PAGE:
Broehm, Barbara / World War II through the eyes of Manitowoc's homefront youth
World War II through the eyes of Manitowoc's homefront youth, pp. -30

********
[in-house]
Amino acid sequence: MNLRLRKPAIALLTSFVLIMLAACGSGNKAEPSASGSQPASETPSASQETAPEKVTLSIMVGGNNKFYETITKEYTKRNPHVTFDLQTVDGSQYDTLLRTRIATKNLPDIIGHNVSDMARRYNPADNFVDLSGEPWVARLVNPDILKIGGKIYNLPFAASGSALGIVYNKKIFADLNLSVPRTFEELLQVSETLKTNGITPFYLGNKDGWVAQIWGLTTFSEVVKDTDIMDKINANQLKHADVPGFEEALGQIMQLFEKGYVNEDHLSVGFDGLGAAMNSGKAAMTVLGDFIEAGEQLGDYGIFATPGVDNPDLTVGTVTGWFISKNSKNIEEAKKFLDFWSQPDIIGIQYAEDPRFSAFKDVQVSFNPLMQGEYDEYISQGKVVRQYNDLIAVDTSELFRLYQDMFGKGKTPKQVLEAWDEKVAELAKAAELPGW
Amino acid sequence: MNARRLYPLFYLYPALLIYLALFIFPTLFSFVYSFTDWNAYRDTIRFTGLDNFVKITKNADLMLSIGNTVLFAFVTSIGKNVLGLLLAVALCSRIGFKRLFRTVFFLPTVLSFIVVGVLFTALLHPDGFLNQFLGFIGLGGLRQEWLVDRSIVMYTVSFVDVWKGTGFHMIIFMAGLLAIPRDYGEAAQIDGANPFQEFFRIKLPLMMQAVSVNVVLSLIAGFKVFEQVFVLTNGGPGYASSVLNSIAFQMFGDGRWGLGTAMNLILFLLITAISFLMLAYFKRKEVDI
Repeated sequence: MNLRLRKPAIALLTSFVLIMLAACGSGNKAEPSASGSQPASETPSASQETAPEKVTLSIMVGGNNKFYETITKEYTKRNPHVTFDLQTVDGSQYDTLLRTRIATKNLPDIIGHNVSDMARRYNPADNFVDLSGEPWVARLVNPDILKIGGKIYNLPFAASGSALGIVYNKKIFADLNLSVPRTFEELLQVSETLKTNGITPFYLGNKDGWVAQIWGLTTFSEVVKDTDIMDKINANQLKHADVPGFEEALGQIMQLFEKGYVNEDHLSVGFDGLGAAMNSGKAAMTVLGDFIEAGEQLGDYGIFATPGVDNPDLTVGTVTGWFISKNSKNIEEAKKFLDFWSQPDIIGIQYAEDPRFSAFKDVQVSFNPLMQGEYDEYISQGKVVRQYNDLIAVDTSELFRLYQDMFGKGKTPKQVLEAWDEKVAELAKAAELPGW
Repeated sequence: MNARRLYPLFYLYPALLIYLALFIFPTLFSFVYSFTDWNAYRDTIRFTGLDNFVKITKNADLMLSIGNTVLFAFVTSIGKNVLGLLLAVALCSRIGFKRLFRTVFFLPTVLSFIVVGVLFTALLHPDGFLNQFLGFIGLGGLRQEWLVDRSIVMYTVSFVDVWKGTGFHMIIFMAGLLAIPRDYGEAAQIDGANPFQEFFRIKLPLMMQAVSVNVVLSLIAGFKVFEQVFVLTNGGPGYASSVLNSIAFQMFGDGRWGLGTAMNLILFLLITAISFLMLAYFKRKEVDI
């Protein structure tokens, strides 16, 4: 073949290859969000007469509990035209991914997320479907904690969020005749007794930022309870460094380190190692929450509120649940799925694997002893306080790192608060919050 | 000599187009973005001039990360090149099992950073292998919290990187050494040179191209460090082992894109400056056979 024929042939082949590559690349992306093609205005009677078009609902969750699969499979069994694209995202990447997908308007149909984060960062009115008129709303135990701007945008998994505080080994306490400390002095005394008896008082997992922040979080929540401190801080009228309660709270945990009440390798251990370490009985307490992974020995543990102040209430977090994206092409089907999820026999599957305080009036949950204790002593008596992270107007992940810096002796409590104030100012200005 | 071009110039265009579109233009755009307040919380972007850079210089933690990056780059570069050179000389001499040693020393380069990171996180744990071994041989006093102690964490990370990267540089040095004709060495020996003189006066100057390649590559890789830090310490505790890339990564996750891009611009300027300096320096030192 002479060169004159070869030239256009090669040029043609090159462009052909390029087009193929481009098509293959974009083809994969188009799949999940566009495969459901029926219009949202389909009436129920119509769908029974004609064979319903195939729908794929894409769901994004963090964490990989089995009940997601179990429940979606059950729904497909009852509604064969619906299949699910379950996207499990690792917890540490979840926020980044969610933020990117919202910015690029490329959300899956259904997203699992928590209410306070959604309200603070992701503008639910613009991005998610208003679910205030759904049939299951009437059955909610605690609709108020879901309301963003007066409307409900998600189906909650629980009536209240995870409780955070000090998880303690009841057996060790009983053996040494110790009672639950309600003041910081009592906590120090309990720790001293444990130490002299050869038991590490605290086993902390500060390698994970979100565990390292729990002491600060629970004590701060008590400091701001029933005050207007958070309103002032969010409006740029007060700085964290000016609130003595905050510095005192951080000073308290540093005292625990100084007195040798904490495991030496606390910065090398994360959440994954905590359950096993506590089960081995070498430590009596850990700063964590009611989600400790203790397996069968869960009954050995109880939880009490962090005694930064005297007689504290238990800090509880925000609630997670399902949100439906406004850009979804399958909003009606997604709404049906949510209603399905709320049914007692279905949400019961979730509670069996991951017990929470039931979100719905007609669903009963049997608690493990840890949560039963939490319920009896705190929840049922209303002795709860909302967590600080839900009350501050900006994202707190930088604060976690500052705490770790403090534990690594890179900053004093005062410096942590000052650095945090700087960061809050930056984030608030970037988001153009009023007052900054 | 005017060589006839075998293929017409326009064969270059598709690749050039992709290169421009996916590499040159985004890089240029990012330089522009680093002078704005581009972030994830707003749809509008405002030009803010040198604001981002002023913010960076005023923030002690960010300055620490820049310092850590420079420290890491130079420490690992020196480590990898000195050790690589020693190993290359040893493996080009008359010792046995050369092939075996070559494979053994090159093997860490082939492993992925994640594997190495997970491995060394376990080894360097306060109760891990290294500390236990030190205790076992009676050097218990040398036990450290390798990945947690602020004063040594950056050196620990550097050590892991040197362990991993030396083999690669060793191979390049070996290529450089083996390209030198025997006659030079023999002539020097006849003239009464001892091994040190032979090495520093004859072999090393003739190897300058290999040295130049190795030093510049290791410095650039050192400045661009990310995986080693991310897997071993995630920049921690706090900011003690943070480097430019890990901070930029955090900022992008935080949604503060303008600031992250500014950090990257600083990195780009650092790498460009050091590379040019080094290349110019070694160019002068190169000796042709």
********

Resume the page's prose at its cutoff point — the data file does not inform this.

Broehm 12 off the edges and make rings for us kids... all the neighbor kids had one!",37 Will recalls that his dad worked as a guard at the shipyards. "In fact," he said, "my dad was actually commissioned into the Coast Guard. This gave him more authority as a guard, and it was necessary to maintain very strict security."38 The background of each employee was always thoroughly checked, and some workers were released as a result of these searches. To enter or leave the shipyards, each employee had to wear an identification button with his picture. No visitors were allowed, and lookout towers on the docks were constantly manned by guards who kept watch for people who might sneak into the yards from across the river. Secret service agents were always present at the yards.39 "My brother and sister-in-law met at the shipyards ... they were both welders.'4 During the war, 500 to 600 women were employed and trained as machinists and welders.41 However, no African-Americans were included in Manitowoc's war industry. "Negroes never had a chance to get a footing here," laments a homefront teenager. "If a Negro was spotted in town, the police shipped him back to Chicago or Milwaukee. The owners of the Shipyards and the Aluminum Goods saw to that.42 Naval crews were also stationed in Manitowoc and would train on the submarines for approximately six months. A homefront teenager comments that with so many guys from her class in the service, some girls dated the sailors. She said, "I worked at the 37 Kul Kappelman, interview by Barbara Broehm. 38 Howard Wilsman, interview by Barbara Broehm. 39 Dean Brasser, "The Effects of World War II on Manitowoc," Manitowoc County Historical Society Newsletter, 1980, 2. 40 Howard Wilsman, interview by Barbara Broehm 4' Nelson, 36. 42 Arthur Nickels, interview by Barbara Broehm.
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